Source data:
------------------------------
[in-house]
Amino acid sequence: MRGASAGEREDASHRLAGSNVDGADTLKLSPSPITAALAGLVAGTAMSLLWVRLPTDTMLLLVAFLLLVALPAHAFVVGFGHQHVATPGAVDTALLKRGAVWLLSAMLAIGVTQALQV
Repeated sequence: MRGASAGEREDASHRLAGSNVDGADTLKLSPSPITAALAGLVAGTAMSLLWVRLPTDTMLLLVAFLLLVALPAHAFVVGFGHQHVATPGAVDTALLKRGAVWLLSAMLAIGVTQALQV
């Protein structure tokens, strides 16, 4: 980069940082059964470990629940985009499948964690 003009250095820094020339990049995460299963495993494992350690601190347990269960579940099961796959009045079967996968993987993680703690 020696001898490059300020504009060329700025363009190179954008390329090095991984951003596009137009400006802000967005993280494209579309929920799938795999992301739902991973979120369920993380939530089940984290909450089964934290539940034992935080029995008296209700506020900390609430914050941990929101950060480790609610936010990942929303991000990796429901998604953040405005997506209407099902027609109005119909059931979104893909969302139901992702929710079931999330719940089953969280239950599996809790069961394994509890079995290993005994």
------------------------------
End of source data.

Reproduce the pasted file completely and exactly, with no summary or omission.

[in-house]
Amino acid sequence: MRGASAGEREDASHRLAGSNVDGADTLKLSPSPITAALAGLVAGTAMSLLWVRLPTDTMLLLVAFLLLVALPAHAFVVGFGHQHVATPGAVDTALLKRGAVWLLSAMLAIGVTQALQV
Repeated sequence: MRGASAGEREDASHRLAGSNVDGADTLKLSPSPITAALAGLVAGTAMSLLWVRLPTDTMLLLVAFLLLVALPAHAFVVGFGHQHVATPGAVDTALLKRGAVWLLSAMLAIGVTQALQV
């Protein structure tokens, strides 16, 4: 980069940082059964470990629940985009499948964690 003009250095820094020339990049995460299963495993494992350690601190347990269960579940099961796959009045079967996968993987993680703690 020696001898490059300020504009060329700025363009190179954008390329090095991984951003596009137009400006802000967005993280494209579309929920799938795999992301739902991973979120369920993380939530089940984290909450089964934290539940034992935080029995008296209700506020900390609430914050941990929101950060480790609610936010990942929303991000990796429901998604953040405005997506209407099902027609109005119909059931979104893909969302139901992702929710079931999330719940089953969280239950599996809790069961394994509890079995290993005994």